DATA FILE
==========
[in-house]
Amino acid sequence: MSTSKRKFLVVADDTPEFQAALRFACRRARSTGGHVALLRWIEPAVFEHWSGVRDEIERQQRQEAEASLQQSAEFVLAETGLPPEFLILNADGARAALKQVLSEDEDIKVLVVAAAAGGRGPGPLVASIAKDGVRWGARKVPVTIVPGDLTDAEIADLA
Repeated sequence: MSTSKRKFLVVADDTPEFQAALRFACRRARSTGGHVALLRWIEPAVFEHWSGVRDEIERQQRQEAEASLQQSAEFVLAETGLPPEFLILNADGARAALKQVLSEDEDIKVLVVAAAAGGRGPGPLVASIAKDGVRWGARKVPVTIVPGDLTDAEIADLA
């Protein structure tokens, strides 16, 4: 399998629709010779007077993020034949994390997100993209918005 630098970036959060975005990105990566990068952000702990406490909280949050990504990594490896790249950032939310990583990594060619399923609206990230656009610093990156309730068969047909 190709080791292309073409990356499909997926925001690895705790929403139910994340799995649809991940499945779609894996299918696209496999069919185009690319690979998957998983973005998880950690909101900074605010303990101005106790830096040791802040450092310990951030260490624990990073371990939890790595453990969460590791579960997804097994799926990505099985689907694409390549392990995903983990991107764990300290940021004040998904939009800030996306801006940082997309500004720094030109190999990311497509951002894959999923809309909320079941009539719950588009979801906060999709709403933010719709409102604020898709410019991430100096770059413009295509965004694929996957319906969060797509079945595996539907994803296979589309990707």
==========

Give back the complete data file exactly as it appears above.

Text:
[in-house]
Amino acid sequence: MSTSKRKFLVVADDTPEFQAALRFACRRARSTGGHVALLRWIEPAVFEHWSGVRDEIERQQRQEAEASLQQSAEFVLAETGLPPEFLILNADGARAALKQVLSEDEDIKVLVVAAAAGGRGPGPLVASIAKDGVRWGARKVPVTIVPGDLTDAEIADLA
Repeated sequence: MSTSKRKFLVVADDTPEFQAALRFACRRARSTGGHVALLRWIEPAVFEHWSGVRDEIERQQRQEAEASLQQSAEFVLAETGLPPEFLILNADGARAALKQVLSEDEDIKVLVVAAAAGGRGPGPLVASIAKDGVRWGARKVPVTIVPGDLTDAEIADLA
């Protein structure tokens, strides 16, 4: 399998629709010779007077993020034949994390997100993209918005 630098970036959060975005990105990566990068952000702990406490909280949050990504990594490896790249950032939310990583990594060619399923609206990230656009610093990156309730068969047909 190709080791292309073409990356499909997926925001690895705790929403139910994340799995649809991940499945779609894996299918696209496999069919185009690319690979998957998983973005998880950690909101900074605010303990101005106790830096040791802040450092310990951030260490624990990073371990939890790595453990969460590791579960997804097994799926990505099985689907694409390549392990995903983990991107764990300290940021004040998904939009800030996306801006940082997309500004720094030109190999990311497509951002894959999923809309909320079941009539719950588009979801906060999709709403933010719709409102604020898709410019991430100096770059413009295509965004694929996957319906969060797509079945595996539907994803296979589309990707």